The defendants argue in substance that there was no jurisdiction in equity over the subject matter of this suit, because the plaintiff showed no claim against the defendants or interest in the property at the time of the conveyance. We disagree.
The uniform fraudulent conveyance act confers jurisdiction to set aside conveyances made with actual intent "to hinder, delay, or defraud either present or future creditors...." G.L.c. 109A, § 7. The act is remedial. It provides a method by which the frustration of claims by a conveyance may be avoided, but it does not create new claims. To benefit from the rights it creates, a person must qualify as a "creditor," defined in the act as "a person having any claim, whether matured or unmatured, liquidated or unliquidated, absolute, fixed or contingent." As we stated in Blumenthal v. Blumenthal, 303 Mass. 275, 278, "The remedy is incidental to the claim. If the claim is not established, then the whole proceedings fail, and the bill must be dismissed."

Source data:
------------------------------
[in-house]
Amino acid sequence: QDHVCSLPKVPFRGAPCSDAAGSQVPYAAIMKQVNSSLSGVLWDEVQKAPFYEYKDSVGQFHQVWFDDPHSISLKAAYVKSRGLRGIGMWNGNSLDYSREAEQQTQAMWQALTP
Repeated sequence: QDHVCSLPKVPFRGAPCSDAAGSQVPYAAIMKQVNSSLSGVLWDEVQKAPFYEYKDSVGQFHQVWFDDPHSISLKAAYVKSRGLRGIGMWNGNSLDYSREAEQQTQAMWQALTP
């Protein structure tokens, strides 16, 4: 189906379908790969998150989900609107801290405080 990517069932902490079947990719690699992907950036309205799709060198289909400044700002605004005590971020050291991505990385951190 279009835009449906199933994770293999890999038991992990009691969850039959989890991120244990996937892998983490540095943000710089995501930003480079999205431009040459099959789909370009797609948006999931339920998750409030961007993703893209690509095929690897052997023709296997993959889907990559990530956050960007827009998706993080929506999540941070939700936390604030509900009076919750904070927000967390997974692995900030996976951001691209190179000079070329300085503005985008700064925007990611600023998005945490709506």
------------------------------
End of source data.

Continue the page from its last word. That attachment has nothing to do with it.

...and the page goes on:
The determinative question is whether the plaintiff was a "creditor" within the meaning of c. 109A because at the time of this suit she had "any claim, whether matured or unmatured, liquidated or unliquidated, absolute, fixed or contingent" (emphasis supplied), which it could reasonably be said the conveyance was intended to frustrate. The *471 plaintiff, despite allegations to the contrary in her bill, did not establish any interest in the property in her own right at that time. Nor did she have any contractual claim against her husband, the sole cognizable ground in this Commonwealth for a wife's action at law against a husband. G.L.c. 209, §§ 2, 6, as amended by St. 1963, c. 765, §§ 1 and 2. While equity recognizes exceptions to this disability (see Gahm v. Gahm, 243 Mass. 374; Giles v. Giles, 279 Mass. 284), it is clear that none of them is here applicable, nor is it so contended.